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ARS Home » Midwest Area » Madison, Wisconsin » Vegetable Crops Research » Research » Publications at this Location » Publication #373625

Research Project: Pollinators and Gene Flow

Location: Vegetable Crops Research

Title: Patch selection by bumble bees navigating discontinuous landscapes

Author
item FRAGOSO, FABIANA - Oak Ridge Institute For Science And Education (ORISE)
item YANG, QI - University Of Wisconsin
item CLAYTON, MURRAY - University Of Wisconsin
item Brunet, Johanne

Submitted to: Scientific Reports
Publication Type: Peer Reviewed Journal
Publication Acceptance Date: 4/9/2021
Publication Date: 4/26/2021
Citation: Fragoso, F.P., Yang, Q., Clayton, M.K., Brunet, J. 2021. Patch selection by bumble bees navigating discontinuous landscapes. Scientific Reports. 11:8986. https://doi.org/10.1038/s41598-021-88394-2.
DOI: https://doi.org/10.1038/s41598-021-88394-2

Interpretive Summary: When pollinators collect pollen from one flower and deposit it on another flower, they move genes in the process. In insect-pollinated plants, pollinators can move genes via pollen between patches of plants and between crop fields. With the introduction of genetically engineered (GE) crops, limiting the movement of GE genes to fields destined to the organic or export markets has become a priority. Understanding pollinator foraging behavior can help us predict how far pollinators can move pollen over the landscape. Pollinators forage within a patch (or field) and then move to the next patch where they will continue moving pollen from flower to flower. Understanding the rules pollinators follow to select the next patch they will move to has been a difficult task. However, it is a crucial step if we are to link pollinator foraging behavior to gene movement. Here, we propose a novel approach to determine the rules bumble bees follow when moving between patches. We developed mathematical expression for each of four models of pollinator movement, each based on a different theory of patch attractiveness. To derive predictions from these models and test the different models, we designed an experiment with one central patch and four peripheral patches of two distinct sizes and distances from the center patch. Using the dimensions of the experiment, we assigned values to the variables of the models and derived predictions for each of the four models. We collected bee transition data from the center patch to each of the peripheral patches over two summers. To select the best model to explain bee behavior, we contrasted observed to predicted transition data. The best model indicated that bees considered both distance and total patch area when selecting a patch. Such a strategy optimizes energy gain as optimal foraging theory would predict. Our approach successfully identified how bumble bees selected the next patch they move to, information that is crucial to linking pollinator foraging behavior to pollinator movement, pollen dispersal and gene flow. This information is of interest to any researcher or the general public interested in bumble bee behavior. It is also of interest to the regulatory agencies dealing with GE crops and farmers and the industry because it will allow the development of models that better link bee foraging behavior to bee movement, pollen dispersal and gene flow.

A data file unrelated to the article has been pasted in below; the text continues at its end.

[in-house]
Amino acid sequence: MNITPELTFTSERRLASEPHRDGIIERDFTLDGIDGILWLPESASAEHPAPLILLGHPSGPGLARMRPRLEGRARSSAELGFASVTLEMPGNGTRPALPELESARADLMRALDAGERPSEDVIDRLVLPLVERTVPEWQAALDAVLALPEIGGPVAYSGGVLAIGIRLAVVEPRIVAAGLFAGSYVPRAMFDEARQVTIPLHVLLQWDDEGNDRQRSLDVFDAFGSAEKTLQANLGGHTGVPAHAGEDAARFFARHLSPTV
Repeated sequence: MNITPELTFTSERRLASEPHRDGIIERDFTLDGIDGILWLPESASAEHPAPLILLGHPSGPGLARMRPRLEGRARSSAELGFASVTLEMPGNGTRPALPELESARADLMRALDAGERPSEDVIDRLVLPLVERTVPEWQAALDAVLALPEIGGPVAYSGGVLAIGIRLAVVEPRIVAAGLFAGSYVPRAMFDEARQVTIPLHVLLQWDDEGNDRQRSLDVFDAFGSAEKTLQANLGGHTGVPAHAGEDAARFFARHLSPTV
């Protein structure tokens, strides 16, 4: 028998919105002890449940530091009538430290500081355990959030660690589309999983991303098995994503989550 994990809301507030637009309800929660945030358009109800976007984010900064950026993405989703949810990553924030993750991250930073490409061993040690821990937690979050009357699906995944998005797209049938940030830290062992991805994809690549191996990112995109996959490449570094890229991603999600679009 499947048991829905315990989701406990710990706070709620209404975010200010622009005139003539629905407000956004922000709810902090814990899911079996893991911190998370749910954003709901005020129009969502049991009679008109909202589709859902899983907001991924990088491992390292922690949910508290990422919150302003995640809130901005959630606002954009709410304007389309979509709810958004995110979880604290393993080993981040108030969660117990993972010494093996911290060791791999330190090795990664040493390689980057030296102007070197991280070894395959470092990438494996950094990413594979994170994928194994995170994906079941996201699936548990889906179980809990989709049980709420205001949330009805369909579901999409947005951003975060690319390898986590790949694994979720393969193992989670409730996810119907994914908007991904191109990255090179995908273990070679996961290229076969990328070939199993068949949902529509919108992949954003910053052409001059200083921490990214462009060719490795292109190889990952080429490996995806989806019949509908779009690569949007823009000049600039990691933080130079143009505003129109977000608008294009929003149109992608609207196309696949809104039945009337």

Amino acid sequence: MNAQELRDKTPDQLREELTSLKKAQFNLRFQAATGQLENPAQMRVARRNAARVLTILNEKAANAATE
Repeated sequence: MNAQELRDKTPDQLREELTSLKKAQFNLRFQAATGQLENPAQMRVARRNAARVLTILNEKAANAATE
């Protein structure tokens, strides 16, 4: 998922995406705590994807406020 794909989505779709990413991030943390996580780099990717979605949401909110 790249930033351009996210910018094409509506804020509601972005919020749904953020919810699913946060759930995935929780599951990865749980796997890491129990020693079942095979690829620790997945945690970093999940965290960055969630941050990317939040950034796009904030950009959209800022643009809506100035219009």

Technical Abstract: Resources are unevenly distributed over space and bees must determine how to exploit such patchily distributed resources. Identifying the rules used by bees to select patches in a spatially variable environment has represented a daunting task. Here, we propose a simple and novel approach to identify the rules used by bees when navigating patchy resources and show how bumble bees use both distance between patches and patch size to select a patch. Bumble bees follow rules of optimal foraging when selecting patches and prefer nearby patches with more resources. We developed mathematical models of patch attractiveness and tested these models against empirical data. The mechanism highlighted in this study represents a major step towards understanding bee foraging over discontinuous landscapes. Such knowledge will improve the design of habitats to preserve bee populations and guide the development of models of bee movement in discontinuous landscapes to limit adventitious presence, or unwanted gene flow. These two issues have become imperative due to declining bee populations and the eminent release of new varieties produced via gene editing technologies for various insect-pollinated crops.